Saturday, April 9, 2011

Anime review: Eden of the East

The opening scene of the Eden of the East involves a young man waking up stark naked in Washington D.C., near the White House. He has no idea how he got here, why he is naked, or what his name even is. His only hopes for answering these questions lie in the very high-tech phone he is carrying and a young girl who he helps out of a pinch with the police. After reaching his apartment, he discovers a stash of firearms and a collection of passports to different countries, each with a different name on it. As it turns out, the young girl, who reveals her name to be Saki Morimi, was only in the U.S. for a graduation trip with some friends. After the strange turn of events, the man assumes the title of Akira Takizawa, a name listed on one of his many passports, and decides to accompany Saki Morimi on her return flight home.

Once in Japan, things become even stranger for Takizawa. It seems a number of missiles struck Japan in the recent past, though no one was killed in the process and the event became known as "Careless Monday". Takizawa does not recall this, even though Morimi insists it was covered in the news all over the world. A large number of NEETS (young men who remain cooped up in their apartments/houses all day, every day) went missing without a trace around the same time as "Careless Monday" occurred. Furthermore, Takizawa discovers a woman named Juiz can be contacted through his high-tech phone, and can make basically anything Takizawa wants happen within his allotted ten billion Yen. Juiz informs Takizawa that he is one of twelve individuals privy to this money with the hope that they might be able to save Japan. The identities of the other eleven individuals - known as Selecao - are kept secret from Takizawa unless he should choose to seek them out in person, but what they choose to spend their ten billion yen on is transmitted to the other Selecao immediately after their purchase, allowing them to keep tabs on and counteract one another should they choose to do so.

Takizawa is a very eccentric lead character, despite the fact that he doesn't remember much about himself. He and Morimi play off each other as a thoroughly amusing odd couple, the latter having been dragged into helping Takizawa by complete coincidence. As the series progresses, the two work together and alone depending on the severity and danger of the situation at hand. Even while apart, the two manage to provide each other will significant aid. Morimi utilizes the brainpower of her school friends and the computer program Eden, and Takizawa uses his quick wit and connections through Juiz to uncover new information regarding the other Selecao and Mr. Outside, the apparent host of the 'game' which all the Selecao are playing.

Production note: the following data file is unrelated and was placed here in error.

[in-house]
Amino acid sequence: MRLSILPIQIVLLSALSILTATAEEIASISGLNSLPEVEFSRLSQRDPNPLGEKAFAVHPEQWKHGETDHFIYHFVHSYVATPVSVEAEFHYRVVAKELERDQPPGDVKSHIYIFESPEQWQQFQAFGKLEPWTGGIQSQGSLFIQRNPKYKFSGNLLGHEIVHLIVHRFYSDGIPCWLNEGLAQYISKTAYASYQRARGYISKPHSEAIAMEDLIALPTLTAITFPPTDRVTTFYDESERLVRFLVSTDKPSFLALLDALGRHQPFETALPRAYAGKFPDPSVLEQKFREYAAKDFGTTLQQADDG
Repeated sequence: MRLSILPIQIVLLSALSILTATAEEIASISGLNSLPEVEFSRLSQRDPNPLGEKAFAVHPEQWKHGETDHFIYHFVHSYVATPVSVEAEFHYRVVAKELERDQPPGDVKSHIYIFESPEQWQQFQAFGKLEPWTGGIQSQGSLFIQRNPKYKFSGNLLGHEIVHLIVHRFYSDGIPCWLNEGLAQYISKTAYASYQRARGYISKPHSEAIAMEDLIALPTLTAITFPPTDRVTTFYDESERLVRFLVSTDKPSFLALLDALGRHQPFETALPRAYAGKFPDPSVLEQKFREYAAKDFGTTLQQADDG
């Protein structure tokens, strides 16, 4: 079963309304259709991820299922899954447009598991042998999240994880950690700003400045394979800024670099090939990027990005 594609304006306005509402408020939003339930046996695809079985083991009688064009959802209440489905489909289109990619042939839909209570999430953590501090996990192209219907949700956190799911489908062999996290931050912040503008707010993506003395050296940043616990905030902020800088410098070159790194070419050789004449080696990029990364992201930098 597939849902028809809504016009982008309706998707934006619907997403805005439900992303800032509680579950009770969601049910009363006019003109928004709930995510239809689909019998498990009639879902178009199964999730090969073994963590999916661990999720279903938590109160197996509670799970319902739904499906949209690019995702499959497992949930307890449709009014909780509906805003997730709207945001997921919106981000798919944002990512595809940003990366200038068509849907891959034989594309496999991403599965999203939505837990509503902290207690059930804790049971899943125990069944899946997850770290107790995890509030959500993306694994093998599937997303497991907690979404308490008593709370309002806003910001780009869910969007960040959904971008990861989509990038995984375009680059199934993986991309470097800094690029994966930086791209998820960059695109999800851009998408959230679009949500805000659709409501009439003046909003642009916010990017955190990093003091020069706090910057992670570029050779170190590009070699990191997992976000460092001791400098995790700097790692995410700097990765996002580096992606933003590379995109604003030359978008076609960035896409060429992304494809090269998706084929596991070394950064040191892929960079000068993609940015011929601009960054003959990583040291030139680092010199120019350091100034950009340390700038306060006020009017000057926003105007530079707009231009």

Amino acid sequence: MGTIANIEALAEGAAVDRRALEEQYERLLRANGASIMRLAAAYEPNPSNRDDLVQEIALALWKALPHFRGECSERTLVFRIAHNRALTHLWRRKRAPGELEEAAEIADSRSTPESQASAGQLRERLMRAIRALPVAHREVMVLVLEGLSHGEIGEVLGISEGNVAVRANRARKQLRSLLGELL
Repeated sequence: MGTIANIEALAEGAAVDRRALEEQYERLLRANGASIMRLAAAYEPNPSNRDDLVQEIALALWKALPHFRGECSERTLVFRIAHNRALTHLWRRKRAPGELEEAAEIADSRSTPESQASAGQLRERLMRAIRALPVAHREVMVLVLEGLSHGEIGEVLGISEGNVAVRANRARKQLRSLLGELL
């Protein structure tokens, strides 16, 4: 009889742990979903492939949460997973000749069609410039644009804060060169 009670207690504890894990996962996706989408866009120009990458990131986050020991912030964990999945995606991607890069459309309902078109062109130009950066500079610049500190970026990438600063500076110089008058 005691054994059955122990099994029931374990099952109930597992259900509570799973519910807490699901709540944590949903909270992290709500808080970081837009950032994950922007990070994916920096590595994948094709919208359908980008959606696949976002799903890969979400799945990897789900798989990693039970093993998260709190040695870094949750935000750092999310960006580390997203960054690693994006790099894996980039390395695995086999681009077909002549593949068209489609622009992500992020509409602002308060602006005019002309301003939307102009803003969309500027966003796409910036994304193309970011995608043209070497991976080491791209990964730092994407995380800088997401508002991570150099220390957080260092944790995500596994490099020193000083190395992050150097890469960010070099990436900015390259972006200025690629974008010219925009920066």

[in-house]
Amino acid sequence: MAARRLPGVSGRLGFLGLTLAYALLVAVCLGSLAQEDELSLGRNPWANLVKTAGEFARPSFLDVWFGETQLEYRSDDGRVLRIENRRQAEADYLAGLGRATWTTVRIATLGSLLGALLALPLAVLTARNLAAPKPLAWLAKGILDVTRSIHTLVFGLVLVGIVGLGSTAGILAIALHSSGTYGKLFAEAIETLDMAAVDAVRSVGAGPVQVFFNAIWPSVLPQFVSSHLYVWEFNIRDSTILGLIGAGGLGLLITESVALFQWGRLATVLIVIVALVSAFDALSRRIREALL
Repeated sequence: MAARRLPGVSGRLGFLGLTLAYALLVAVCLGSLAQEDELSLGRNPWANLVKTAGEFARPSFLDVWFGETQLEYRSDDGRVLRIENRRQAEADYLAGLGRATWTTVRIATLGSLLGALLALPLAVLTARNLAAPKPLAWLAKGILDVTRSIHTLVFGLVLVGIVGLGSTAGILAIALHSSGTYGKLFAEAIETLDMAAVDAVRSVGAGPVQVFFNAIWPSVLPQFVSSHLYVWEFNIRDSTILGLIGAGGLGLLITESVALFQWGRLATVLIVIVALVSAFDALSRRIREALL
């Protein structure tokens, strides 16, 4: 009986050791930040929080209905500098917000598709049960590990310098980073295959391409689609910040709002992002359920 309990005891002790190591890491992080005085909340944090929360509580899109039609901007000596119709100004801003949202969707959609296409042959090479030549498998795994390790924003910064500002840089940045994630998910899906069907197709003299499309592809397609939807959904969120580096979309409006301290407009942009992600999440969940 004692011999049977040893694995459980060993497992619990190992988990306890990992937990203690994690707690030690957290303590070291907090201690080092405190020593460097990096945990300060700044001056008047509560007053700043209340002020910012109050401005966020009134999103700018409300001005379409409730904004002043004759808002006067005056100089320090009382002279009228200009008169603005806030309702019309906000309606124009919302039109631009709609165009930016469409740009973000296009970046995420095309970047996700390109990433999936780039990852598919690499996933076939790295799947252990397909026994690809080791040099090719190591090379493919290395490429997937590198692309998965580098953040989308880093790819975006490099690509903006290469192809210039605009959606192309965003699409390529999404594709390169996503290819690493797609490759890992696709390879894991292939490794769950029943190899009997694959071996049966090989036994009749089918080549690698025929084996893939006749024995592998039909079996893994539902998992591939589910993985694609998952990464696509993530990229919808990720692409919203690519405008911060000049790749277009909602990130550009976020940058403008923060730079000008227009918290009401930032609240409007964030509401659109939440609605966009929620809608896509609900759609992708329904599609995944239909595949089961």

The series increases in complexity with each episode, and subsequently its characters and interweaving stories become more deep and engaging. Each episode strives to answer as many questions as possible during its twenty-three minute run time, but in doing so asks just as many. Not every question will be formally answered by the series' conclusion, but those that matter most to the characters are. Each of the mysteries surrounding Takizawa, Careless Monday, and the Selecao are dealt with in a style that is relatively consistent as opposed to seeking out cheap answers for the sake of convenient storytelling.

The biggest hit against Eden of the East is its conclusion. While the events therein are as entertaining as they are befitting of the series, the story has only just reached its highest point by the time episode eleven rolls around. The concluding events of this final episode are covered so quickly that the finale is less than satisfying. That said, there are two films that pick up where the series left off, but even so, the staff could have greatly benefitted from pacing the last stretch of the series out a bit.

Eden of the East looks stunning, which should come as little surprise, considering it is a work from Production I.G. The lighting plays very effectively with the atmosphere of the series as a whole and the moods of different scenes. The soundtrack is very light and upbeat but manages to capture tense moments in the series effectively as well. All in all, it's a fitting soundtrack, though it does sound generic at times.

Eden of the East presents a bit of a different take on the espionage anime, narrating primarily from two distinctly different viewpoints. A small but varied cast of characters carry the eleven episodes along, and - aside from a few hitches at the end - the series has rather strong pacing throughout. There is as much suspense to be found, as there is humor, and - to an extent - a sense of wonder hangs about the series. It isn't a particularly dark or violent game of spy vs. spy, but for anyone who likes a good modern tale of mystery and intrigue, Eden of the East might just be your cup of tea.

My rating: 8.5 (out of 10)

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